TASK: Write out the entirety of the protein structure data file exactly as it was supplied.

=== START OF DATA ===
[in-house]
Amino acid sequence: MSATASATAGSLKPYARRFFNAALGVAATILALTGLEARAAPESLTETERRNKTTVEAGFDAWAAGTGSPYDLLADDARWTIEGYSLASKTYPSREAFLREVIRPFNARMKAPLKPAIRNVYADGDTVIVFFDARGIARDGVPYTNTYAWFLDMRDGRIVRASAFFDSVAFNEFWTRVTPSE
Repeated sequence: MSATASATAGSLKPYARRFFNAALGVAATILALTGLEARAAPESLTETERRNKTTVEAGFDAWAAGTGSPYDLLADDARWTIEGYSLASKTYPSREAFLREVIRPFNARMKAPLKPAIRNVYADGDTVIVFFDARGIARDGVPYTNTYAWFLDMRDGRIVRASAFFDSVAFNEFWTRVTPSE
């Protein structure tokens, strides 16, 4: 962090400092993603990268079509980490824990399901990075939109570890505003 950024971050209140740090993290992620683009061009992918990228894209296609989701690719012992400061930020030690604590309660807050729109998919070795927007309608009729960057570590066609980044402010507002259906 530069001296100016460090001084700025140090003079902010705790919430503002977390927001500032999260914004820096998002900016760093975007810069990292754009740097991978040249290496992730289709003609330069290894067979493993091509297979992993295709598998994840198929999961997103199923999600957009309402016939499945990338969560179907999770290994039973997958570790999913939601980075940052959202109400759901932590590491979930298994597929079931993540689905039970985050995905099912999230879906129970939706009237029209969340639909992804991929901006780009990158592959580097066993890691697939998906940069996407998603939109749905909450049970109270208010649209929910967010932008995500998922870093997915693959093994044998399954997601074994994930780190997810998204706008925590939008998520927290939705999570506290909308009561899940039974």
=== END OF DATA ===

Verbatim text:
[in-house]
Amino acid sequence: MSATASATAGSLKPYARRFFNAALGVAATILALTGLEARAAPESLTETERRNKTTVEAGFDAWAAGTGSPYDLLADDARWTIEGYSLASKTYPSREAFLREVIRPFNARMKAPLKPAIRNVYADGDTVIVFFDARGIARDGVPYTNTYAWFLDMRDGRIVRASAFFDSVAFNEFWTRVTPSE
Repeated sequence: MSATASATAGSLKPYARRFFNAALGVAATILALTGLEARAAPESLTETERRNKTTVEAGFDAWAAGTGSPYDLLADDARWTIEGYSLASKTYPSREAFLREVIRPFNARMKAPLKPAIRNVYADGDTVIVFFDARGIARDGVPYTNTYAWFLDMRDGRIVRASAFFDSVAFNEFWTRVTPSE
């Protein structure tokens, strides 16, 4: 962090400092993603990268079509980490824990399901990075939109570890505003 950024971050209140740090993290992620683009061009992918990228894209296609989701690719012992400061930020030690604590309660807050729109998919070795927007309608009729960057570590066609980044402010507002259906 530069001296100016460090001084700025140090003079902010705790919430503002977390927001500032999260914004820096998002900016760093975007810069990292754009740097991978040249290496992730289709003609330069290894067979493993091509297979992993295709598998994840198929999961997103199923999600957009309402016939499945990338969560179907999770290994039973997958570790999913939601980075940052959202109400759901932590590491979930298994597929079931993540689905039970985050995905099912999230879906129970939706009237029209969340639909992804991929901006780009990158592959580097066993890691697939998906940069996407998603939109749905909450049970109270208010649209929910967010932008995500998922870093997915693959093994044998399954997601074994994930780190997810998204706008925590939008998520927290939705999570506290909308009561899940039974």